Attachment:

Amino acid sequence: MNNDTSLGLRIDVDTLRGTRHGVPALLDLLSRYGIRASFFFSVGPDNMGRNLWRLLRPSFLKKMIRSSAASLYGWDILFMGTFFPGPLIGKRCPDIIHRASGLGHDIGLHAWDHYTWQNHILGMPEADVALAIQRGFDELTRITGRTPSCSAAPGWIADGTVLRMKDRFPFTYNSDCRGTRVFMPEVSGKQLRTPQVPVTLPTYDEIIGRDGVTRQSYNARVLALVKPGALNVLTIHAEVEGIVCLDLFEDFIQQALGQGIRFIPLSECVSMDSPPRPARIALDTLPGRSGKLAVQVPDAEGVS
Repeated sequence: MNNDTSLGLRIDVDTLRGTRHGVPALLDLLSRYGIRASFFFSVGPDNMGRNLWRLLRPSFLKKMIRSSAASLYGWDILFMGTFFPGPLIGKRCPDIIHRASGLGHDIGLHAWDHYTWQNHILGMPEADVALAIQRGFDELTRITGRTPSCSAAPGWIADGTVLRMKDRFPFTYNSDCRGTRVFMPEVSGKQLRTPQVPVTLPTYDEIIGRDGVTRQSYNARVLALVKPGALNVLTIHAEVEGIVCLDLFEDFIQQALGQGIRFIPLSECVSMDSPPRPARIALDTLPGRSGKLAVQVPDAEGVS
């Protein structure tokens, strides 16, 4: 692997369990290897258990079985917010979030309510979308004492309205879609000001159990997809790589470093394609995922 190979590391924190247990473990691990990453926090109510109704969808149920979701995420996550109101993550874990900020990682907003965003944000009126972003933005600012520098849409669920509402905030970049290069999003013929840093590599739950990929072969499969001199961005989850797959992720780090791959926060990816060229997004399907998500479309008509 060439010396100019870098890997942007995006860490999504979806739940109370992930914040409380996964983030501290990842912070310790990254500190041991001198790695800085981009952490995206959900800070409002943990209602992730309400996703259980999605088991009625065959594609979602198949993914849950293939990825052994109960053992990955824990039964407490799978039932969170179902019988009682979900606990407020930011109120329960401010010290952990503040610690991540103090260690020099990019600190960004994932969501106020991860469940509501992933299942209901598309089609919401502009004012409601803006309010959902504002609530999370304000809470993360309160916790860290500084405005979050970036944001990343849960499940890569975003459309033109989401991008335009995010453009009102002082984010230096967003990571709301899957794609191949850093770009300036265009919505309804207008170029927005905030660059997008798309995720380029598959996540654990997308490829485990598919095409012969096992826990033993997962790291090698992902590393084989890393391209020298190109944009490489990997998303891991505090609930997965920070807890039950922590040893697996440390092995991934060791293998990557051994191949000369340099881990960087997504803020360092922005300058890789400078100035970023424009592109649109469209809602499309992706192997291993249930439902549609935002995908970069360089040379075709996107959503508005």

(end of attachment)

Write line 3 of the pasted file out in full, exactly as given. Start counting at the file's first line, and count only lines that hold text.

């Protein structure tokens, strides 16, 4: 692997369990290897258990079985917010979030309510979308004492309205879609000001159990997809790589470093394609995922 190979590391924190247990473990691990990453926090109510109704969808149920979701995420996550109101993550874990900020990682907003965003944000009126972003933005600012520098849409669920509402905030970049290069999003013929840093590599739950990929072969499969001199961005989850797959992720780090791959926060990816060229997004399907998500479309008509 060439010396100019870098890997942007995006860490999504979806739940109370992930914040409380996964983030501290990842912070310790990254500190041991001198790695800085981009952490995206959900800070409002943990209602992730309400996703259980999605088991009625065959594609979602198949993914849950293939990825052994109960053992990955824990039964407490799978039932969170179902019988009682979900606990407020930011109120329960401010010290952990503040610690991540103090260690020099990019600190960004994932969501106020991860469940509501992933299942209901598309089609919401502009004012409601803006309010959902504002609530999370304000809470993360309160916790860290500084405005979050970036944001990343849960499940890569975003459309033109989401991008335009995010453009009102002082984010230096967003990571709301899957794609191949850093770009300036265009919505309804207008170029927005905030660059997008798309995720380029598959996540654990997308490829485990598919095409012969096992826990033993997962790291090698992902590393084989890393391209020298190109944009490489990997998303891991505090609930997965920070807890039950922590040893697996440390092995991934060791293998990557051994191949000369340099881990960087997504803020360092922005300058890789400078100035970023424009592109649109469209809602499309992706192997291993249930439902549609935002995908970069360089040379075709996107959503508005």